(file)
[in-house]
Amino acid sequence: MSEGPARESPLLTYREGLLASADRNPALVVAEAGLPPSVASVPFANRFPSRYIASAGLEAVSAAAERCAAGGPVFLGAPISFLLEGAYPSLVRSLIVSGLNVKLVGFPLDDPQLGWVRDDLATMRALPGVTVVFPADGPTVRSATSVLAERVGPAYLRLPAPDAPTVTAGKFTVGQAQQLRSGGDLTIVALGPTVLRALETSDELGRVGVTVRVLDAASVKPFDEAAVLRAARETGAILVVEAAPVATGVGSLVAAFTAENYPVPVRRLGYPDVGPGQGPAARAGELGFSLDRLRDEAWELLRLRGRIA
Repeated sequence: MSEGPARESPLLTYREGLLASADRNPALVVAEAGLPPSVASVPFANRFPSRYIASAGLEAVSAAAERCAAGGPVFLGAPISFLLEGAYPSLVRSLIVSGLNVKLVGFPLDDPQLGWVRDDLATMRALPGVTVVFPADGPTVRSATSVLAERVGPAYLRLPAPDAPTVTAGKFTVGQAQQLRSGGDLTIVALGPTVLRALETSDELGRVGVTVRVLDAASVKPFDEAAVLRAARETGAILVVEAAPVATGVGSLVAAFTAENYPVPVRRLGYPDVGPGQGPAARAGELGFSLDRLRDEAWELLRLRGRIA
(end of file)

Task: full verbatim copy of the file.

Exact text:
[in-house]
Amino acid sequence: MSEGPARESPLLTYREGLLASADRNPALVVAEAGLPPSVASVPFANRFPSRYIASAGLEAVSAAAERCAAGGPVFLGAPISFLLEGAYPSLVRSLIVSGLNVKLVGFPLDDPQLGWVRDDLATMRALPGVTVVFPADGPTVRSATSVLAERVGPAYLRLPAPDAPTVTAGKFTVGQAQQLRSGGDLTIVALGPTVLRALETSDELGRVGVTVRVLDAASVKPFDEAAVLRAARETGAILVVEAAPVATGVGSLVAAFTAENYPVPVRRLGYPDVGPGQGPAARAGELGFSLDRLRDEAWELLRLRGRIA
Repeated sequence: MSEGPARESPLLTYREGLLASADRNPALVVAEAGLPPSVASVPFANRFPSRYIASAGLEAVSAAAERCAAGGPVFLGAPISFLLEGAYPSLVRSLIVSGLNVKLVGFPLDDPQLGWVRDDLATMRALPGVTVVFPADGPTVRSATSVLAERVGPAYLRLPAPDAPTVTAGKFTVGQAQQLRSGGDLTIVALGPTVLRALETSDELGRVGVTVRVLDAASVKPFDEAAVLRAARETGAILVVEAAPVATGVGSLVAAFTAENYPVPVRRLGYPDVGPGQGPAARAGELGFSLDRLRDEAWELLRLRGRIA